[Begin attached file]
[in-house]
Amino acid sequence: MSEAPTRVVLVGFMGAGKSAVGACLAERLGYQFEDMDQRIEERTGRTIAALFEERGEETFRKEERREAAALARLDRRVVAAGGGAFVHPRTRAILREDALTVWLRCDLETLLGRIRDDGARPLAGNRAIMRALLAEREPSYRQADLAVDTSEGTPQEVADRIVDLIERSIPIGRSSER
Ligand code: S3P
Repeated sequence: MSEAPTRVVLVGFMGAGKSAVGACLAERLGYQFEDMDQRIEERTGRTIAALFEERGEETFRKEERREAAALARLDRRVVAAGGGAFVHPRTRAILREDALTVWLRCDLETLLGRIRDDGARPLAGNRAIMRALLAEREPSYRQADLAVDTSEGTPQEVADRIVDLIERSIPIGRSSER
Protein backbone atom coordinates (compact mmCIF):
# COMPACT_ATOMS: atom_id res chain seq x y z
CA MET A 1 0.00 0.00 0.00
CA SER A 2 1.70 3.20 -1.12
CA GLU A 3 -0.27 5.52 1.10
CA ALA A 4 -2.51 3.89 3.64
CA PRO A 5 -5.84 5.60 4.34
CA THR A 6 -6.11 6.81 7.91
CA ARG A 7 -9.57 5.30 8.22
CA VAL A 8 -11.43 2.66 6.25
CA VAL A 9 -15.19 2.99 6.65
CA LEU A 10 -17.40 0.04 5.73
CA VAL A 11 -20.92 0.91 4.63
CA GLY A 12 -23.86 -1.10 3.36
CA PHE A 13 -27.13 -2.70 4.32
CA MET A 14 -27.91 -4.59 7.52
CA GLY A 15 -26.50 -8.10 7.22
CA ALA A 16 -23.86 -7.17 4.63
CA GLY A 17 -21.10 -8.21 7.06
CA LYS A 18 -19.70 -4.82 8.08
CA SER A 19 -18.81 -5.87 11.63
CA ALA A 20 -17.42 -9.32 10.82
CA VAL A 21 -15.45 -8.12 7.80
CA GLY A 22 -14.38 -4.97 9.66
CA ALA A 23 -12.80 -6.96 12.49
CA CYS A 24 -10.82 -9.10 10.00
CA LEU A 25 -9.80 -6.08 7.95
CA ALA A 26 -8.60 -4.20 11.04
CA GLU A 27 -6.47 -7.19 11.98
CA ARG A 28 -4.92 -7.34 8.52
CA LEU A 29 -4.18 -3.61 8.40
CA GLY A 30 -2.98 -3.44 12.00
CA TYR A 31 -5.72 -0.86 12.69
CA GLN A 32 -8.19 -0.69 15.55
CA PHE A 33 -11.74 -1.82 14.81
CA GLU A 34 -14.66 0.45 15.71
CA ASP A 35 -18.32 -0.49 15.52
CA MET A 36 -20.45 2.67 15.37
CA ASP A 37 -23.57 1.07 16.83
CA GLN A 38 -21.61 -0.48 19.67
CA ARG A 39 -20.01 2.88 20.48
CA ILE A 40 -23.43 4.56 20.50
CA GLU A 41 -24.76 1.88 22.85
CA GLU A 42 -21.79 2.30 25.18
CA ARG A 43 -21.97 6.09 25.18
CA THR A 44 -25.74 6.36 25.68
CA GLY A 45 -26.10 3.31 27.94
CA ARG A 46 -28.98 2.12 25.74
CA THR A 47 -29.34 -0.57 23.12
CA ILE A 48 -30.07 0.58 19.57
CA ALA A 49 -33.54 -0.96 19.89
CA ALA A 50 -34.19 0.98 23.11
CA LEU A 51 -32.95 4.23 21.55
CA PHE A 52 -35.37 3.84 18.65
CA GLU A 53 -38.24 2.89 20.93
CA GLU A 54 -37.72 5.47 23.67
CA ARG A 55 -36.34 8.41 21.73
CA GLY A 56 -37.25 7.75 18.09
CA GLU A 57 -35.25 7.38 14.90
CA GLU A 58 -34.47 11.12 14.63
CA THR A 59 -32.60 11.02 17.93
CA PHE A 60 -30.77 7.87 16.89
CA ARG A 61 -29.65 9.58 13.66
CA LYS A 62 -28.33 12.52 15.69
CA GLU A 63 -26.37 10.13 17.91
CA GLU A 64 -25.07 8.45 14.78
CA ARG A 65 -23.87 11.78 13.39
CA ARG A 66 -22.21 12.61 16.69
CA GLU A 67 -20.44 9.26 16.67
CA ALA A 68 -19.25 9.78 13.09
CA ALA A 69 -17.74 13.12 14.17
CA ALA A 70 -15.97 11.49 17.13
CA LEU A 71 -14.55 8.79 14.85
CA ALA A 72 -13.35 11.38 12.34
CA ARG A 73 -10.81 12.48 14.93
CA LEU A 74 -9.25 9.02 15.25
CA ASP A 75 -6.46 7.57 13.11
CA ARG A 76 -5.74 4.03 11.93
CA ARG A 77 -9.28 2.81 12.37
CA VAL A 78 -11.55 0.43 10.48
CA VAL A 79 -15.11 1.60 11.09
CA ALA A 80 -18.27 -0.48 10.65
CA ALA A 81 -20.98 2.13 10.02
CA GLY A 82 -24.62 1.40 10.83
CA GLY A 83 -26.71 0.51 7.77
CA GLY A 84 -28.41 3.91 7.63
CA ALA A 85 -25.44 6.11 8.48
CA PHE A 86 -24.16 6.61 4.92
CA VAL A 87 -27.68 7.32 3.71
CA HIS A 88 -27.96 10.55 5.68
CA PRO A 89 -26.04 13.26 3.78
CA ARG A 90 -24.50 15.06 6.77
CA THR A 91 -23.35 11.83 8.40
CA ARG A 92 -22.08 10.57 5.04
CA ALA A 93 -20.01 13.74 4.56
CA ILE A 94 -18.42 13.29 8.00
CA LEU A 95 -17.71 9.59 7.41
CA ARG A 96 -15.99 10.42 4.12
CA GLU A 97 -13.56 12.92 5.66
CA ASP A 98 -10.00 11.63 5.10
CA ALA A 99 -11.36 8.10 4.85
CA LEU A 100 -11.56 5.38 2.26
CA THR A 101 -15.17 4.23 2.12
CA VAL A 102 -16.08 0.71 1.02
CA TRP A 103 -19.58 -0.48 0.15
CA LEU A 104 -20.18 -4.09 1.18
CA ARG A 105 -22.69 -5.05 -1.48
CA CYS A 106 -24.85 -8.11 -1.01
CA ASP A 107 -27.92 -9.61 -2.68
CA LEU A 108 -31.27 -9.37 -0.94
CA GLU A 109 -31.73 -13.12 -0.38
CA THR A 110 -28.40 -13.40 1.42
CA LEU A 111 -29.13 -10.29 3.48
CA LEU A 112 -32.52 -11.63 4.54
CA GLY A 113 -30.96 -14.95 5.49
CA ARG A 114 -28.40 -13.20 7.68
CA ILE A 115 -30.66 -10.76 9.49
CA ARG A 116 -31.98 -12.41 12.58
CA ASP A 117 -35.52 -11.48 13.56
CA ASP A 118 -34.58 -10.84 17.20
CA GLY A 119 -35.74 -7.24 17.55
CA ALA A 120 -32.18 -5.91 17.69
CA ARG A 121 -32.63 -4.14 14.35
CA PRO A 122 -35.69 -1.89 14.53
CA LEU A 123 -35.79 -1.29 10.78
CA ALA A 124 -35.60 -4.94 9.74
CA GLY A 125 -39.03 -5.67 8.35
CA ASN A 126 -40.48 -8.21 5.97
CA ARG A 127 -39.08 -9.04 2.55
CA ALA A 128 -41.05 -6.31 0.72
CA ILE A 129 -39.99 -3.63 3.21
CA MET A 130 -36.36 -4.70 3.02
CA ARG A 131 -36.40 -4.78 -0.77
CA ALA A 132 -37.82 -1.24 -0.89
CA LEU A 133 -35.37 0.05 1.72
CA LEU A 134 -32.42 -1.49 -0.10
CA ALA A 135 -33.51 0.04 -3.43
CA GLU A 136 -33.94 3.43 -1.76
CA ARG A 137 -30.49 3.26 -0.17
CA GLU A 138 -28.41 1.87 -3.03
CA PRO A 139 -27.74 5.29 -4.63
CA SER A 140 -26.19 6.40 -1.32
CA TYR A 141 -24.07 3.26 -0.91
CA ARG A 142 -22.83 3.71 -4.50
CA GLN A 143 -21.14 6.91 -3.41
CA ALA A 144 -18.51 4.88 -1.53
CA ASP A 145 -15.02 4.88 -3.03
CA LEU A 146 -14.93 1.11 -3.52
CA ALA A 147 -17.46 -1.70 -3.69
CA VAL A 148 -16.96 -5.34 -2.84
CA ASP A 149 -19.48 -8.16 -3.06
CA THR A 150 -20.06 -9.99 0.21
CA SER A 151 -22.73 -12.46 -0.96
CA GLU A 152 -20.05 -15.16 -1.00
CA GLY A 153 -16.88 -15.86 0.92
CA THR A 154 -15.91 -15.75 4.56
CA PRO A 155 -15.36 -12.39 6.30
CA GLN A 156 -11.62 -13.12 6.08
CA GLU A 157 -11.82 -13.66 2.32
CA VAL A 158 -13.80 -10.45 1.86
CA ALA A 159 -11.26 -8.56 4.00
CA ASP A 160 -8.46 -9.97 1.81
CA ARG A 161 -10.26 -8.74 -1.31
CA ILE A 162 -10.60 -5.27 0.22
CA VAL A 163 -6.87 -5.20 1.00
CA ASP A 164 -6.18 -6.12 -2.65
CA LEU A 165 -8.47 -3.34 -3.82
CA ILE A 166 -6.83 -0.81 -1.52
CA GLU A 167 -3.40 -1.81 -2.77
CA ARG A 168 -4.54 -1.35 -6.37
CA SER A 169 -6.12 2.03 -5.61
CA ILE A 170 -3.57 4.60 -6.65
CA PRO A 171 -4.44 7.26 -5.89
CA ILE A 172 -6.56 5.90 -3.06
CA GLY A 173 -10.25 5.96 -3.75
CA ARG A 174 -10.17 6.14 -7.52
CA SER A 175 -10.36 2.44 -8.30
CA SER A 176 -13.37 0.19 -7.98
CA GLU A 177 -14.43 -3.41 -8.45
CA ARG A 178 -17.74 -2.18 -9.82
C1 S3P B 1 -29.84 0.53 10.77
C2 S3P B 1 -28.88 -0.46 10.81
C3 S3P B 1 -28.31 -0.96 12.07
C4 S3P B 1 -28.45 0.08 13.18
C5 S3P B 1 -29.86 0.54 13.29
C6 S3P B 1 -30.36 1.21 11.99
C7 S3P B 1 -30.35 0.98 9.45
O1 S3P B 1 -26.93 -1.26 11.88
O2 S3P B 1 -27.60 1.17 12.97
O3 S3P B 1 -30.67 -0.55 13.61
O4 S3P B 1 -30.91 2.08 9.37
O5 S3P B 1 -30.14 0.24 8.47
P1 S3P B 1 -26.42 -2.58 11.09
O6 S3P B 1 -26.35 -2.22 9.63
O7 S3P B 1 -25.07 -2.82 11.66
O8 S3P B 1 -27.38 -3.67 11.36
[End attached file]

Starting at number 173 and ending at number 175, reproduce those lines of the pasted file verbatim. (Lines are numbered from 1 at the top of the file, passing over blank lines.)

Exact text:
CA GLU A 167 -3.40 -1.81 -2.77
CA ARG A 168 -4.54 -1.35 -6.37
CA SER A 169 -6.12 2.03 -5.61